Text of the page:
When is the last time your insurance agent or financial advisor recommended a life insurance review (or a life insurance portfolio review)? In reality, most clients have never even heard this terminology, let alone had a review done of their life insurance.
Over time, people may acquire multiple life insurance policies; at significant life events, through work or associations, etc. Just like their investments, these individual life insurance policies become a life insurance “portfolio”. Just like any other portfolio, it should be reviewed from time to time for appropriateness. A life insurance review is fairly simple, takes minimal effort on the part of the client, but can prove to be invaluable in person’s overall financial plan as well as their piece of mind. Putting all of the life insurance information in one place, analyzing & digesting what coverage will be in place until when, and how much is being spent, are all valuable, but secondary, outcomes of a review.
The most important outcome is the answer to the question, “is this what I (we) want for my (our) family?”
- If the answer is “yes”, then a client has the peace of mind that their life insurance is in line with their goals, and they put in the one-time effort of consolidating the information.
- If the answer is “no”, then a client has the groundwork for what they need to do next and they can take action, if they choose.
There are two phases to a life insurance review:
Phase 1: Gather the policy information for all existing life insurance policies.
This includes the policies you have purchased as well as coverage afforded to your through work (aka “group” life insurance), associations, etc. The first few pages of a term life insurance policy1 will provide all information that is necessary:
- policy start and end date (“term” of insurance)
- premium (amount you pay each month/year)
- amount of coverage (e.g. $500,000)
- type of policy (term, whole life, variable universal life, universal life, yearly renewable, etc.)
This information is consolidated and summarized for the individual (or family), the death benefits are totaled, the key dates are highlighted, and any clarifications are explained to the client. Another benefit is ensuring that the beneficiaries listed on the policies are in line with the clients’ wishes.
Phase 2: Determining if the amount of life insurance is in line with the needs, wants, or goals of the client(s).
People arrive at their wants and needs differently, this is where a discussion is in order – no, it is not a pleasant topic, but it is a critical one. The starting question is, “what do I want to have happen, and what things need to be taken care of in my eyes, should I pass away?”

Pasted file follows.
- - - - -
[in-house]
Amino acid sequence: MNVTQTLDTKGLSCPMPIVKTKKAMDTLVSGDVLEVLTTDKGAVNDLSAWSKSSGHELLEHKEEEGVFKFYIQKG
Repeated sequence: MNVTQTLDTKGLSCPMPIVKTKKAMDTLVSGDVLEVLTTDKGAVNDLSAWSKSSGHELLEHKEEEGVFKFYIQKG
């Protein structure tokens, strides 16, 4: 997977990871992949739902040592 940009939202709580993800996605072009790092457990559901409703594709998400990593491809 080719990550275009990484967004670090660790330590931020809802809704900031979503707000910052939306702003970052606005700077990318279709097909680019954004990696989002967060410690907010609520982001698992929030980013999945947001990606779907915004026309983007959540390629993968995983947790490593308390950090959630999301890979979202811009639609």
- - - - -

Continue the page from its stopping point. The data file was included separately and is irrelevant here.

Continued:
From there, individuals (or their insurance agents or advisors) can utilize a number of methods to determine how much life insurance someone should have:
Basic life insurance calculator – this method takes into account the person’s earnings, how long they want those earnings replaced (example, until their spouse is at retirement age or beyond, or, until the kids are self-sufficient adults, etc.) and some basic assumptions for inflation and rate of return (assumption: the net proceeds of the death benefit are reasonably invested by the survivor)
Multiple of income calculator – this very simple method takes 2 factors into account: age of client (which is assigned a multiple, the older you are the lower the multiple) and multiplies it by the amount of their income2. A 35 year old, making $100,000 would be: $2,000,000 in life insurance.2
Personalized analysis calculation – [we need to have a link to a “contact us”, that pops out into an email with the subject line “Life insurance information”.] this is an advisor-guided, but relatively brief, assessment of the individual, their household, and their goals. It will take into account- debts, income replacement, final expenses, number of children, college funding needs, legacy goals, whether the surviving spouse will work, etc. as well as estimations for inflation rates & investment yields. The client supplies the wants and goals, the “heavy lifting” (number crunching and analysis) is done by the advisor.
Let’s face it, life insurance does not come up at family barbeques or little league games, and rarely does a person ponder in traffic, “how much life insurance do I need?”, or, “will my life insurance meet my do everything for my family that I want it to?” But, these are very important and real questions. A life insurance portfolio review is an important first step
86% of respondents said they haven’t bought life insurance because it is too expensive, yet they had overestimated the actual cost of that insurance by at least 2x.3
50% of U.S. households (58 million) say they need more life insurance.4
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- For policies other than level term, we recommend that the full policy documentation (schedules, financial modeling, policy language, etc.) is also reviewed so the mechanics of the policy can be weighed, understood, and considered in the overall life insurance portfolio.
- General guidelines; 30x income for ages 20-29 · 20x income for ages 30-39 · 15x income for ages 40-49 · 10x income for ages 50-59 · 1x assets for ages 60+. Amounts may vary by carrier and state and additional circumstances, consult a member of the Insuring Income team [link to our “Contact Us” form] for a personalized calculation.
- Source: LIMRA and LIFE Foundation 2013 Insurance Barometer Study
- Source: LIMRA “Facts About Life 2013” publication